World Vegan Day 2020: The Myths And Facts Of Vegan Diet, Told By Dietitian Swati Bathwal

As a sports dietitian, I always end up finding that one elephant in the room who says- I want to be vegan but how do I meet the protein requirements.

Swati Bathwal
Written by: Swati BathwalPublished at: Oct 30, 2020Updated at: Oct 30, 2020
World Vegan Day 2020: The Myths And Facts Of Vegan Diet, Told By Dietitian Swati Bathwal

“Humanity has but three great enemies: fever, famine and war; of these by far the greatest, by far the most terrible, is fever”- Sir William Osler

It is World Vegan day 2020 and for the first and hopefully last time of the kind which is amidst the covid19 pandemic. If we look at the origin for covid19 virus or any virus of pandemic or epidemic origin, it originates from an animal source.

“Where chicken soup used to cure the flu, now it gives you the flu” - Jay Leno. I am not arguing if vegan should be the most preferred diet in this article today but modern science on and on and have claimed benefits of plant-based diet over non plant-based diets. Alzheimer's, heart attack, cancer, depression, diabetes, inflammation and many more health conditions specially Diabesity is a result of excess consumption of animal-based food and products. Wiseman will argue, that this wasn’t the case in ancient world but why now? The answer to this is most animals in the ancient times were in the wild or raised in the farms with very less antibiotics, there were no gestational crates, animals roamed free and milk produced were fresh and from grass fed cows. The quality of milk we get now is mostly A1 protein quality milk which may make people immunocompromised unlike A-2 milk quality milk which we get from our desi cows. Hence, at some point it can be argued that vegan is a good choice of lifestyle as long as it is well balanced.



Some differences make some people believe that “vegans” and “athletes” are poles apart. But this is certainly a myth. Proteins are absolutely essential nutrients and are critical to building and repairing muscle tissue and to maintain many functions in the body but Proteins consists of twenty amino acids, eleven of which can be synthesized naturally by our bodies. The remaining are essential amino acids which must be ingested from foods we eat. So, our bodies require certain amino acids, not protein per se. These amino acids can be found in legumes, pulses, nuts and seeds. One doesn’t have to rely on animal and animal products for this. Approx. 1 measured cup beans or legumes provides 14gm-15 gm Protein. And there are many other various to turn vegan. Some protein rich foods for vegans are daal- all varieties, soy, pulses- rajma, chickpeas, almonds, cashews, pumpkin seeds, sunflower seeds, chia seeds, mung beans, black beans, quinoa, peanut butter, broccoli, oatmeal and so on..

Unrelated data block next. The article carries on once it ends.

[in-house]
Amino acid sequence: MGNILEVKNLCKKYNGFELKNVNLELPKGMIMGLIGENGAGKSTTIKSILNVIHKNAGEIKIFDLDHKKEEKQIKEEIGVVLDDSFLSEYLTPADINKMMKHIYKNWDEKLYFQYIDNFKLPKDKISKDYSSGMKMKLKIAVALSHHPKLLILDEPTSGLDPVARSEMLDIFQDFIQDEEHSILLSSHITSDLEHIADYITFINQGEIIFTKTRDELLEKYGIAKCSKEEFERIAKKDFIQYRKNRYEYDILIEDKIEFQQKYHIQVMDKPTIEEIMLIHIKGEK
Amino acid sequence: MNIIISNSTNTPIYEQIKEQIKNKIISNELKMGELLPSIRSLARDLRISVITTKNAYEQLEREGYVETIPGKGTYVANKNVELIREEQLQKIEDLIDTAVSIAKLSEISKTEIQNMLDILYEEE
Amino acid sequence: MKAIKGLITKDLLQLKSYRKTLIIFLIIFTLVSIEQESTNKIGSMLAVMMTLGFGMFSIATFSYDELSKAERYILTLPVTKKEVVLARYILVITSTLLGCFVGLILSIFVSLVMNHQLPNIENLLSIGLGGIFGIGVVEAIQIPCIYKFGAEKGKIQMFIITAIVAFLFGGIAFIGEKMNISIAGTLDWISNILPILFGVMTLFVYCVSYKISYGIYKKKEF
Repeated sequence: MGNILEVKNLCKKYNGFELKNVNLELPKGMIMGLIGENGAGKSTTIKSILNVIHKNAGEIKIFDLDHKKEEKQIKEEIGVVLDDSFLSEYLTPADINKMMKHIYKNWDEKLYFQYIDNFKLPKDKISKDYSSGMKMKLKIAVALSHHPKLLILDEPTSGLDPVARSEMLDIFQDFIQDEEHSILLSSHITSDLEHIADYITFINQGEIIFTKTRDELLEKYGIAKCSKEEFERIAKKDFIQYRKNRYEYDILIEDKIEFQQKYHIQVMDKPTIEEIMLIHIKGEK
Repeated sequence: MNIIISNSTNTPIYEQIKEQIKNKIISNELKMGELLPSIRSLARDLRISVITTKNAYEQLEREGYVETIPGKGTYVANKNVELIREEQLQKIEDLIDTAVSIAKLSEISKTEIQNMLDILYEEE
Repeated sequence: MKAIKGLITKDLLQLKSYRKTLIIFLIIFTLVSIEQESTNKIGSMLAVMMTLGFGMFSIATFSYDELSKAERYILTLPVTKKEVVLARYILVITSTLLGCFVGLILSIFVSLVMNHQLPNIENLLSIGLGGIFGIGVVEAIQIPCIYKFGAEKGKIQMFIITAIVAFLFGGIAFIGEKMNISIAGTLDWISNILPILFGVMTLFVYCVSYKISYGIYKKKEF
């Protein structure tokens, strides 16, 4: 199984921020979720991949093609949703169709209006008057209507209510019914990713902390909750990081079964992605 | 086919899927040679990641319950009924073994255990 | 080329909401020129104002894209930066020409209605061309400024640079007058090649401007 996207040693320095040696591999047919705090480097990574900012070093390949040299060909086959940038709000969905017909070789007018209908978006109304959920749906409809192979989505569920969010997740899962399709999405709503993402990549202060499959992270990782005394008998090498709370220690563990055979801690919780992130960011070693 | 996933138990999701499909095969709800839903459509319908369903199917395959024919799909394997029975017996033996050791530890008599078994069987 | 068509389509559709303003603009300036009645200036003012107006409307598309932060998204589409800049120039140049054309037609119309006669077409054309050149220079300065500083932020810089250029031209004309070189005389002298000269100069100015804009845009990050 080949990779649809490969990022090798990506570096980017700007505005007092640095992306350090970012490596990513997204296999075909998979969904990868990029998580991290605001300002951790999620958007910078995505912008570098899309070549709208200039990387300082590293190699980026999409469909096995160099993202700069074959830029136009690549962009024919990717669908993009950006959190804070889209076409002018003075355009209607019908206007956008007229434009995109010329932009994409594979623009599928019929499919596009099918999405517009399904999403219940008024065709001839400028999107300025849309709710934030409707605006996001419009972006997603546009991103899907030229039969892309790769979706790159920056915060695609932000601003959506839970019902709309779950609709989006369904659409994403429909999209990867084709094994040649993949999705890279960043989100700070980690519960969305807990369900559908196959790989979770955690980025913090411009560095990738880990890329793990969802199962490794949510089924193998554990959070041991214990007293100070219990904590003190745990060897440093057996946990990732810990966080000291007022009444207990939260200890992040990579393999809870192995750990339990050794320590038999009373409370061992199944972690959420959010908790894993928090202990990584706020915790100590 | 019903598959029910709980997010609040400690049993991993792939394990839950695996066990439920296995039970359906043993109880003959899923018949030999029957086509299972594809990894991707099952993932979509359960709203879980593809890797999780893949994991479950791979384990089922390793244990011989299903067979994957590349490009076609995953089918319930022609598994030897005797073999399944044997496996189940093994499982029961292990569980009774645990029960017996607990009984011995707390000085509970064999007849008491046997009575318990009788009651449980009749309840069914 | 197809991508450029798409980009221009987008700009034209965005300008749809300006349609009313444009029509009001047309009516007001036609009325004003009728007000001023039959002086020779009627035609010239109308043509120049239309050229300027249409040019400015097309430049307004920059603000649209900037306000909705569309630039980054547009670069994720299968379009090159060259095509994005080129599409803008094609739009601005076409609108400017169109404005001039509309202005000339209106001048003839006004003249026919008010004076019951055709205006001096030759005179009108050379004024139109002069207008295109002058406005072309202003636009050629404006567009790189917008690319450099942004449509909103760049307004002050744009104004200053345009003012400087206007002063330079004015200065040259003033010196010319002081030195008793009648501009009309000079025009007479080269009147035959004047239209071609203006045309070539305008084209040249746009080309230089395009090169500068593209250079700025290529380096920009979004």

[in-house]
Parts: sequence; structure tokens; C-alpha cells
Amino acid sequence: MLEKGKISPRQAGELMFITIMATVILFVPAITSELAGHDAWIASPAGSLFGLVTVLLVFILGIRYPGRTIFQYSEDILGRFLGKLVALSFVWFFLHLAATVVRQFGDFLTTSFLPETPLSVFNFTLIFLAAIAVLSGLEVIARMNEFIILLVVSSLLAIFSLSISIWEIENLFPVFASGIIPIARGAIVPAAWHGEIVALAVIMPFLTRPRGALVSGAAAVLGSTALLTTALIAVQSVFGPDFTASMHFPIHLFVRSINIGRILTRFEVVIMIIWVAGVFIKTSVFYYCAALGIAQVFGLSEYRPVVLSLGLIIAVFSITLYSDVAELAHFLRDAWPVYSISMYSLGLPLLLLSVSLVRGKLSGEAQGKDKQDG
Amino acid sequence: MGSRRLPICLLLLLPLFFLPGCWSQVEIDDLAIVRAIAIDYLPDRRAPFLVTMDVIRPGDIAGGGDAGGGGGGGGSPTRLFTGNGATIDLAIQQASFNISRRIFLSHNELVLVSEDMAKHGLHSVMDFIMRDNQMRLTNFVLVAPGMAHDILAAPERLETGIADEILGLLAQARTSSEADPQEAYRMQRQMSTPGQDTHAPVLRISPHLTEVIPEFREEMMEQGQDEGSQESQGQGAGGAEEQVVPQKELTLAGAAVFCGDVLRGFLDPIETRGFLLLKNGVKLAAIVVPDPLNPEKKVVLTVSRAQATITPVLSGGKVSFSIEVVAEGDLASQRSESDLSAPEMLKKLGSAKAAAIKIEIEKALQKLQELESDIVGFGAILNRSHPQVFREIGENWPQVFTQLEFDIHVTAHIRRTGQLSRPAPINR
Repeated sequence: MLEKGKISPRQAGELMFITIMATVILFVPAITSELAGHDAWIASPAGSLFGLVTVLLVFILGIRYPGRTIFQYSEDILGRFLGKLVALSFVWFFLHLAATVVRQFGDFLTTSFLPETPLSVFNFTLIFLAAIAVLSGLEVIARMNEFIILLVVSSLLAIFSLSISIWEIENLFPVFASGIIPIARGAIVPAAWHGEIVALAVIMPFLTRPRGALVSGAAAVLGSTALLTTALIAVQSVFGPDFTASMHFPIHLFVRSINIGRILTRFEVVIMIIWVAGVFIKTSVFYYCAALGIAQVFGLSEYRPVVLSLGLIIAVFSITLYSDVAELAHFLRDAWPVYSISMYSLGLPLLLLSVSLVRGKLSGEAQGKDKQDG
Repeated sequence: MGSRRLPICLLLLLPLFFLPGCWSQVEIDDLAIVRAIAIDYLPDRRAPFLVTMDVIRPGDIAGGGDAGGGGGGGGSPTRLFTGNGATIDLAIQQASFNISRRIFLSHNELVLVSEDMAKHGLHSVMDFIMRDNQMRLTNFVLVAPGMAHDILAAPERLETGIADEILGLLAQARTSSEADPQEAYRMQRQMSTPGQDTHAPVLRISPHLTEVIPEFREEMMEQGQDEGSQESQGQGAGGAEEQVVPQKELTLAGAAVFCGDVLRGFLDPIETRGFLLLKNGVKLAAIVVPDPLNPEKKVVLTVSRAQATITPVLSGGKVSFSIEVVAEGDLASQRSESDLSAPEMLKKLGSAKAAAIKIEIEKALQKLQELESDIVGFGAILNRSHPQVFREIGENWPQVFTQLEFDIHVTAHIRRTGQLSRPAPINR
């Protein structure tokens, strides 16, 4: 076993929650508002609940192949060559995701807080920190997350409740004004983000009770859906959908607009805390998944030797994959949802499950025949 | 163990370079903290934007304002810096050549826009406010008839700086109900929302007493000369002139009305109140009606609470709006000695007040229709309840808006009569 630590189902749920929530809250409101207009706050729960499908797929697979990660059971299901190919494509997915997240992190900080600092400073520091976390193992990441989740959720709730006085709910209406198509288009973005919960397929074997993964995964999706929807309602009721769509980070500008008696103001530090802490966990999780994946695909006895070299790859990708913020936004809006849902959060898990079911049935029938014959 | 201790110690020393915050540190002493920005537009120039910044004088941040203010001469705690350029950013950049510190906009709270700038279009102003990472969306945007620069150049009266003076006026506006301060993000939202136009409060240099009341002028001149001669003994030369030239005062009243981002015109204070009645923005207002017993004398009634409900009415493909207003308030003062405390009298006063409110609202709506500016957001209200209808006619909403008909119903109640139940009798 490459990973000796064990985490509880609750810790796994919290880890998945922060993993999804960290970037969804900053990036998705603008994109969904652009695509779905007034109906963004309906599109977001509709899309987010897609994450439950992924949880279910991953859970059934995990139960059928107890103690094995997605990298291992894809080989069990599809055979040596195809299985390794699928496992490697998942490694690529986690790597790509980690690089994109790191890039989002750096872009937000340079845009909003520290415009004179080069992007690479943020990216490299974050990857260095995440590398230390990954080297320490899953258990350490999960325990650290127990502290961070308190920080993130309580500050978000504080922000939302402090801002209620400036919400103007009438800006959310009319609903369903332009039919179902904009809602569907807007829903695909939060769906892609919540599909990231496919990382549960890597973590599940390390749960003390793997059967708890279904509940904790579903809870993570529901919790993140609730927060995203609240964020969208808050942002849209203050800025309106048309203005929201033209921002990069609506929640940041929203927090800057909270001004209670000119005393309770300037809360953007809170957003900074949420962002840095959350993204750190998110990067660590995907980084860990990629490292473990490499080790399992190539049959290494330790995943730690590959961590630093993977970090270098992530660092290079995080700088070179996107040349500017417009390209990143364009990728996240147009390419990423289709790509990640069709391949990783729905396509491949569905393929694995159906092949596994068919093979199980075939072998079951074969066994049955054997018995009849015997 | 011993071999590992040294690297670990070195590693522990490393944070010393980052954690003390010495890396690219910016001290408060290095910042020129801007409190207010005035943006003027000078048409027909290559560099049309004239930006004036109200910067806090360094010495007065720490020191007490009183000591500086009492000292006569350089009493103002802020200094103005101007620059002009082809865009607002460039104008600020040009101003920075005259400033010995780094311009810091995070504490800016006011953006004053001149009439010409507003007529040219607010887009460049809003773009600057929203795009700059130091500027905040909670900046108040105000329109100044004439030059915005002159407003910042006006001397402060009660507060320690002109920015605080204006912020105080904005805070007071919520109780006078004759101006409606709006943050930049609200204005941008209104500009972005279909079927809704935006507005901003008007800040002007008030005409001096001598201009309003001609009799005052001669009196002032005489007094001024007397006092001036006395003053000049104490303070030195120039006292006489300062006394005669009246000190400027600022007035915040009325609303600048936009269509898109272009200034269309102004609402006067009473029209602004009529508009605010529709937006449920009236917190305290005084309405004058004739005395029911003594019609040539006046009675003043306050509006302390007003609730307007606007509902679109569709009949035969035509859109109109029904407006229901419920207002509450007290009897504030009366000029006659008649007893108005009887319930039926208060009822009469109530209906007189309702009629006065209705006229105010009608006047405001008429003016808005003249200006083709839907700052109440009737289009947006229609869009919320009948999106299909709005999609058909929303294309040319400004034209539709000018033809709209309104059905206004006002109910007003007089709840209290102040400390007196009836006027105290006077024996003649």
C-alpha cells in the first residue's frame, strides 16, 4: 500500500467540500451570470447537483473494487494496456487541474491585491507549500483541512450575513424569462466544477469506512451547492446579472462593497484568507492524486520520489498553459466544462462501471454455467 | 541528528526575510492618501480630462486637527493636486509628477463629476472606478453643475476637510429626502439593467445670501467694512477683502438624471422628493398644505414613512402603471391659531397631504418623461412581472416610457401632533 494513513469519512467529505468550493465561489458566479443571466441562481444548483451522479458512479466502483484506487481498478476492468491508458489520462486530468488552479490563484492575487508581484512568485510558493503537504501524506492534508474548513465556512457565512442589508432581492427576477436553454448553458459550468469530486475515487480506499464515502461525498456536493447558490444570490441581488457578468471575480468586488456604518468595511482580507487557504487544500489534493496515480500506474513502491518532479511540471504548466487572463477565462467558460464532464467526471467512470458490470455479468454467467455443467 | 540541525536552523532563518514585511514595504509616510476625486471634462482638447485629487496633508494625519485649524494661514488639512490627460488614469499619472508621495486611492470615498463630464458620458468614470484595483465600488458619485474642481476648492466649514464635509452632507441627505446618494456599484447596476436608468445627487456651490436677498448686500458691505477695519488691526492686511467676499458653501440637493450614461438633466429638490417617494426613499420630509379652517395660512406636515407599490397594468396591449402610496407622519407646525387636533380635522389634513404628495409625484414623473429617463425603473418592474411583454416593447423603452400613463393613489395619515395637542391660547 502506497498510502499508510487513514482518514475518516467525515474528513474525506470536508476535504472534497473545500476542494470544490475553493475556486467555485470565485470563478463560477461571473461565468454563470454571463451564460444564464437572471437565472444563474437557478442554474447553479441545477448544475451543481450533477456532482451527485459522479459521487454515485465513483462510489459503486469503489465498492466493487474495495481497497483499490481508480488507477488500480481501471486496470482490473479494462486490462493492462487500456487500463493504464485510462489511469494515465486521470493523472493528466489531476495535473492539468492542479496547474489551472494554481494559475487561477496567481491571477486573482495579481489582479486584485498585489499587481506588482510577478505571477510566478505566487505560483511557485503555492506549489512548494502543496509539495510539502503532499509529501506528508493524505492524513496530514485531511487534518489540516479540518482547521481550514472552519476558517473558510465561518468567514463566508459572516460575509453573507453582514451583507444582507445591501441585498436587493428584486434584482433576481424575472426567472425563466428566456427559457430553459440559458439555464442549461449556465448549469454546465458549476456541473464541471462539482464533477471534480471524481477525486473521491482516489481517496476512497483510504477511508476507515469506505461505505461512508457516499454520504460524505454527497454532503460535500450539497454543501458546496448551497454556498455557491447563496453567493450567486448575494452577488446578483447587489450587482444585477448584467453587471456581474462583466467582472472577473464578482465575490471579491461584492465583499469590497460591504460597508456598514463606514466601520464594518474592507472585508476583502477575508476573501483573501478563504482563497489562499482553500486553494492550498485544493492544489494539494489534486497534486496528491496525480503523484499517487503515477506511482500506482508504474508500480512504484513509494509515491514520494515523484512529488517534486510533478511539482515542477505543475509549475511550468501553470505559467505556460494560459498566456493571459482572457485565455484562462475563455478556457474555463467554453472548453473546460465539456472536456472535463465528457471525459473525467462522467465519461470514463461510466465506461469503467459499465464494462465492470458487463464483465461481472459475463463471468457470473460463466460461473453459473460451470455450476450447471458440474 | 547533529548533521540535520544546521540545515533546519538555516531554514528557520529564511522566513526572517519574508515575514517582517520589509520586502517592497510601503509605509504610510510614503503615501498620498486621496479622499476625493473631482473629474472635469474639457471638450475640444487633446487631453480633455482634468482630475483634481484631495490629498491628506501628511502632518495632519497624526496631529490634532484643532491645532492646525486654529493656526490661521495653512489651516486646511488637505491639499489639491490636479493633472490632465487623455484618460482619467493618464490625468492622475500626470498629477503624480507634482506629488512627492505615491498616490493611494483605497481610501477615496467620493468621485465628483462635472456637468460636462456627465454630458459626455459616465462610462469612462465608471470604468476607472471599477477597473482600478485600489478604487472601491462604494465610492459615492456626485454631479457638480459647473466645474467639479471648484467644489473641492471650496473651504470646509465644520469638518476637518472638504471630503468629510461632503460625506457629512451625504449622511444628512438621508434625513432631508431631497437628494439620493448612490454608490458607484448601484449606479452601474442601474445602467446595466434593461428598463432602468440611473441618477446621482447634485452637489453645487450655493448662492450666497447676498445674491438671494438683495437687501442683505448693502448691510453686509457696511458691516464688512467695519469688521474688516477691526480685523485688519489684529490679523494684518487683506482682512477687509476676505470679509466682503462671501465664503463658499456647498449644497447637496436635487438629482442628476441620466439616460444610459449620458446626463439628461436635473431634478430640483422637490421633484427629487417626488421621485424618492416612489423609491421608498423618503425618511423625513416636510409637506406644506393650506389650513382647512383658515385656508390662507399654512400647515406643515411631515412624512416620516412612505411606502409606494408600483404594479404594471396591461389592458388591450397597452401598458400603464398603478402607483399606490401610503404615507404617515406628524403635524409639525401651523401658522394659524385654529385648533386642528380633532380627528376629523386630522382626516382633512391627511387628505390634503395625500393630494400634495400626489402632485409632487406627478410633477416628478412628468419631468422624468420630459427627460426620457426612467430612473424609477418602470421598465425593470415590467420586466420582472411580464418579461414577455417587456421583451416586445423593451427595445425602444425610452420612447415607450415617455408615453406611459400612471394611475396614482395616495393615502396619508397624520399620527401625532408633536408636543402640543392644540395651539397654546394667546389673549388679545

Iron, Vitamin B12 and Anemia

vegan diet

Dietary iron is present in heme and non-heme forms, where heme variety is found in meat and dairy products but non heme iron is found in animal sources of food like spinach, lentils, beans, pulses, dark green leafy vegetables etc. Studies show that incidence of anemia among vegetarians and vegans are no higher than that among the general population. Key to absorb iron is consume iron rich foods with vitamin C like coriander, mint or oranges or lemon or any citrus fruits. Do not consume iron rich foods with coffee, tea- tannins present in these foods will reduce the absorption of iron.

Also read: A Vegan Diet or Plant-Based Diet. What’s the difference?

Vitamin B 12 is another vitamin that helps to generate red blood cells. So, deficiency of B12 can cause anemia, but cashews, nutritional yeast, b12 fortified cereals and vegan milk, mushrooms, nori, seaweeds, Japanese fermented black tea, soyabean, tempeh to name a few are rich sources of vitamin b12 in vegans.  

Omega 3

Who says you need to eat fish only to meet the requirements for omega 3? When we remove animal fat from our diet, we remove trans-fat and unhealthy fats from our diet, hence the ratio for omega 6 to omega 3 is low, which is 5:1 or 1:1. A rise in Omega 6 in the body causes inflammation and results in heart issues, arthritis and many more health conditions. Hence a vegan's diet is balanced in omega 6: omega 1 and rich sources of omega 3 are walnuts, chia seeds, pumpkin seeds, sesame seeds, hemp oil or hemp seeds, extra virgin olive oil, wheat germs, flaxseed, dark green leafy vegetables, spirulina and algae to name a few.

Some healthy fats for vegans include almonds, almond milk, coconut oil, coconut, hemp oil and walnuts. Unfortunately, if you are following a vegan diet, ghee has to be excluded. Probably, this is the reason I am still a vegetarian as Ghee is a liquid gold to me.


Some other important nutrients to consider on a vegan diet are Zinc and Calcium. A well-balanced diet of nuts and seeds, chickpeas and dips like hummus, tofu, quinoa are rich sources of zinc. Sesame seeds, almonds, green leafy vegetables are also rich sources of calcium.

Vitamin D

To absorb Vitamin D, expose 20 minutes out in the sun every morning and evening. Also, consider some vitamin D supplement if you are unable to meet your requirements.

Also read: World Vegan Day 2019: Know The Benefits And Risks Associated With Raw Vegan Diet

Gut Health

To improve your gut health, get some probiotics like kombucha, fermented rice water, coconut yoghurt or coconut kefir, kimchi, dhokla, sauerkraut, kimchi, miso, sourdough bread etc.

Choosing vegan, vegetarian or non-vegetarian regime is a personal choice, but evidence have suggested that vegan diet or a plant-based diet provides numerous health benefits as long as they are balanced and free of chemicals and pesticides.

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